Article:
It seems every brand needs its own kart racing game these days, and so here we are with DreamWorks All-Star Kart Racing.
This is no Mario Kart, but if you’re a fan of Shrek, Trolls, Kung Fu Panda or any of DreamWorks’ other major (or even not-so-major) franchises, you’re likely going to get a kick out of seeing ’em race around in a little kart. DreamWorks All-Star Kart Racing looks nice enough, it performs fine, and the on-track action is about as infuriating as any other kart game I’ve played. What more could you want?
There’s a solid variety of tracks to race around here, which you can jump into either in a single race or as part of a Grand Prix cup. Solo play against CPU racers is of course supported, as is split screen competition with up to four players. There’s an online mode too, but unless you’ve got friends to play with, you’re likely to struggle to find anyone to play with. I’ve tried matchmaking several times, and simply found myself sitting in an empty lobby. It’s disappointing, but unsurprising.
It’s not the end of the world, thankfully, as the offline offerings in DreamWorks All-Star Kart Racing are more than sufficient. There are six cups to play through, each presenting four different tracks. In single player, you’ll also find time trial events and challenges, which are my favourite: spread across six different tiers, they task you with performing a specific action while racing that’s not simply just “win”. For example, you might need to perform a number of air tricks, or find a hidden ‘Lucky Token’. With over 30 challenges to complete, there’s plenty to keep you busy.
You’ll find characters and locations from a number of DreamWorks’ most popular properties here. Shrek is front and centre, and he’s joined by characters from Boss Baby, Madagascar, Kung Fu Panda, How to Train Your Dragon, Megamind and even the more recent The Bad Guys. To begin with, only 11 characters are unlocked, with another 11 who’ll become available as you complete various feats while playing – i.e. winning cups or completing challenges.
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Each character has their own stats for things like speed and handling, which – theoretically – should change how they perform on the track. Their karts can be tinkered with too, with new parts becoming unlocked as you play. I can’t say I’ve noticed a vast difference from one character to the next, but being able to customise your racer somewhat is a nice touch. What isn’t so nice, however, is the awful, awful voice acting for most of the characters. Unsurprisingly, none of the actual voice actors have been used here and their counterparts leave a lot to be desired. The tutorial, delivered by Shrek and Donkey had me cringing into my controller. As for voices while racing, I muted those in the settings and strongly recommend you do the same.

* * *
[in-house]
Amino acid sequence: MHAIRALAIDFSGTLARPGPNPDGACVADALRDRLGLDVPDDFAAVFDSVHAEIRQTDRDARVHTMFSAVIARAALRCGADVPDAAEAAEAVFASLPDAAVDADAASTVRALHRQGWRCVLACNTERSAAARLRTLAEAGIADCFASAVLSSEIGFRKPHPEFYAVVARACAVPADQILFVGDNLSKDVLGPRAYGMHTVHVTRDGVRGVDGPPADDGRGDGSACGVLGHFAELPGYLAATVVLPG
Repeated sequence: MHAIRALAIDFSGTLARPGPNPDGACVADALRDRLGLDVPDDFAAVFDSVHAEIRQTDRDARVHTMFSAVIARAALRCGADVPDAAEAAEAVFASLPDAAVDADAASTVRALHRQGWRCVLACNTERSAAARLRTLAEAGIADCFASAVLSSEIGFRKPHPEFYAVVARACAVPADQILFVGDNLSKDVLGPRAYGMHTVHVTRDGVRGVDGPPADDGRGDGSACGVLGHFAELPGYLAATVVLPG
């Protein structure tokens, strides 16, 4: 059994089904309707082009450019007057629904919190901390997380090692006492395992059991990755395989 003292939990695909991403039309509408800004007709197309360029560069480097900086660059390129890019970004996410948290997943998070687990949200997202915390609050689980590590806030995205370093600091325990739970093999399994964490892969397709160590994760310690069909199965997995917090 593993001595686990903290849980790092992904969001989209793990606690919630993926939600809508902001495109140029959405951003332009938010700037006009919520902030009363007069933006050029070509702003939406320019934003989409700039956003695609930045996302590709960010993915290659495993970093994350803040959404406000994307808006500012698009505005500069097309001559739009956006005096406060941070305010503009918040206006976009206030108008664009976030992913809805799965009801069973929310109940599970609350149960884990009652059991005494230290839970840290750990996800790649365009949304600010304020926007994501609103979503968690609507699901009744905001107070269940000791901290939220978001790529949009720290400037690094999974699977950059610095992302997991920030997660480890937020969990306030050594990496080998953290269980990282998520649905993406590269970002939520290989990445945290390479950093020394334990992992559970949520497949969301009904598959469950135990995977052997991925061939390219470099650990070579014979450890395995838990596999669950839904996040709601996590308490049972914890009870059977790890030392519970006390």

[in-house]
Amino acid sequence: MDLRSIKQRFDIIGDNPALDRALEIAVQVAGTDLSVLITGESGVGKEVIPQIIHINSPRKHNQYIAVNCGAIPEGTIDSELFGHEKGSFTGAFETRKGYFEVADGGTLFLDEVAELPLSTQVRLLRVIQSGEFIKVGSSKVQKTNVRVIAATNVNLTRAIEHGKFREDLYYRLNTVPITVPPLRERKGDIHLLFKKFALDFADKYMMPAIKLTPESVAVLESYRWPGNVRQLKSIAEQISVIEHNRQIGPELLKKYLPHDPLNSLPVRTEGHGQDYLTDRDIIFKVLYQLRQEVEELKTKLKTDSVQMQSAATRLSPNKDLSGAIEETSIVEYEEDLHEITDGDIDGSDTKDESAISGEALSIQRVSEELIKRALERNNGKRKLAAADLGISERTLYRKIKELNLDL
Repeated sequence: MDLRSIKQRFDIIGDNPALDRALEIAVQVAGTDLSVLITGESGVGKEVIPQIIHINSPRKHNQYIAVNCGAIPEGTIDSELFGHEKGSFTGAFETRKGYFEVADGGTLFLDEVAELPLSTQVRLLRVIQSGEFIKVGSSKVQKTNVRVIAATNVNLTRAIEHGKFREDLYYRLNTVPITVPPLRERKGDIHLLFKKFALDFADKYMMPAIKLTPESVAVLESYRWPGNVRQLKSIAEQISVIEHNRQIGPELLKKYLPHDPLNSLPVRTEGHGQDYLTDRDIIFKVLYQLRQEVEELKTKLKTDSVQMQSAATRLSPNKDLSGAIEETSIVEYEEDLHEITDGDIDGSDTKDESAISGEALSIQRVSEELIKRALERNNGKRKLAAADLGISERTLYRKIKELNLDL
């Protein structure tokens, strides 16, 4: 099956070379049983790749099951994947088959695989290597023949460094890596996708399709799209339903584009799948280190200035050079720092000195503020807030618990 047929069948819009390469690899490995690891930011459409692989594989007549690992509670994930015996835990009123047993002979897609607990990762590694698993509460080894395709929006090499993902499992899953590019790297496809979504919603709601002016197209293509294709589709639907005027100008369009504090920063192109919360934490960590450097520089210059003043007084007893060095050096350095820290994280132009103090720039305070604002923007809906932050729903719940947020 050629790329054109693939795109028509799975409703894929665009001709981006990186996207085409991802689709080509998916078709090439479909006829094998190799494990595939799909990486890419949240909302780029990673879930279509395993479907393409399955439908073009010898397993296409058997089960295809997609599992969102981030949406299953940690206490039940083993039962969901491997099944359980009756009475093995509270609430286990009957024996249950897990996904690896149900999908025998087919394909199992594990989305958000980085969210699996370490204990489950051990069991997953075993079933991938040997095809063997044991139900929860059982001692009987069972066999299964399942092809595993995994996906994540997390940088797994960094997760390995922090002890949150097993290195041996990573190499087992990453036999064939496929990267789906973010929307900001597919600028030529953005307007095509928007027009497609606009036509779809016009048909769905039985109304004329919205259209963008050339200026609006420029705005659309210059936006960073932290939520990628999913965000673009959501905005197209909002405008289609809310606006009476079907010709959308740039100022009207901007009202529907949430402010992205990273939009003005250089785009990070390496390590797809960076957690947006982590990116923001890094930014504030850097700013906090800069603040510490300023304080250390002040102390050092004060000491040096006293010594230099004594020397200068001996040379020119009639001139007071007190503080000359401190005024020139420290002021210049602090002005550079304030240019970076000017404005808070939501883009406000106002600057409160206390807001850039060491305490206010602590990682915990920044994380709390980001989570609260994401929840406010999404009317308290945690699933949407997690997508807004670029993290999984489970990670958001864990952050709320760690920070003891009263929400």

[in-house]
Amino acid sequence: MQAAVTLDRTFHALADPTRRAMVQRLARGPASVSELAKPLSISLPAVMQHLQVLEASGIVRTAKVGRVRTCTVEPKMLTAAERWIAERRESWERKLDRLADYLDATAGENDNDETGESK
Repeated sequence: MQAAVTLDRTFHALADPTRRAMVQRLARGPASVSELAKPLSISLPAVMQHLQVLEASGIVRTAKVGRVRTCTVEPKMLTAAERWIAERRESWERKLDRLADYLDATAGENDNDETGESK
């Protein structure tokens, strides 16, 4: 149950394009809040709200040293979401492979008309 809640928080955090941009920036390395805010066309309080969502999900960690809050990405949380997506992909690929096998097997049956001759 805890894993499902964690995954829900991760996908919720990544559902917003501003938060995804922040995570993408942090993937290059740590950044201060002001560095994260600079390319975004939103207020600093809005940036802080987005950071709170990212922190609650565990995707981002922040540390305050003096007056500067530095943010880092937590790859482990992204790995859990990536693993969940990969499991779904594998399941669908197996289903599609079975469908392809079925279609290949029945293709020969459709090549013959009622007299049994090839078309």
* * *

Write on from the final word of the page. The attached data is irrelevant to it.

But onto the on-track action. As I’ve said, this is a decent-looking game, and the 20 available tracks are nicely designed and suitably varied. Of course, you’ll find power-ups littered around each track – this is a karting game, after all – which allow you to thwart your opponents. In reality, it means you’re likely to get endlessly assaulted from CPU players. You can change the difficulty of the bots you’re playing against, and you can also alter the race speed, but whichever you’re playing on, things do at times feel rather unbalanced. If you find yourself at the back of the pack, it seems difficult to recover. But on the flip side, I’ve found that once you make it to first position, it’s pretty easy to maintain (as long as you don’t mess up yourself, of course).
There are some original ideas in DreamWorks All-Star Kart Racing, at least. You can perform tricks after launching off a jump pad, which will give you a little boost of speed. And collecting a series of Lyres dotted on a specific place in the track will open up a unique shortcut, giving you the edge over other players. There are also hidden collectibles to be found on each course. And pick-ups seem to be unique to each character. It means that it’s harder to know what each one is going to do, but they’re at least thematically relevant, which is nice.
Unfortunately, those original ideas aren’t quite enough to elevate DreamWorks All-Star Kart Racing out of mundanity. Don’t get me wrong, this isn’t a bad game, but it doesn’t really stand out in any way from other branded kart racing games we’ve had in recent years. Nickelodeon Kart Racers, Smurfs Kart, Gigantosaurus Dino Kart and now DreamWorks – they’re all much of a muchness. And like the rest of them, there’s nothing here that makes this really stand out. Not unless you really love Shrek and co.
If you’re hankering for a new kart racing game, DreamWorks All-Star Kart Racing will do the job. It’s a solid enough game, offering a good selection of unique tracks and some much-loved characters. There’s plenty of single-player content to keep you busy too, and split screen play is always entertaining if you have a couple of friends to hand. But like any karting game, the on-track action is often too frustrating to be fun, and I’m not getting over the criminally bad voice acting any time soon.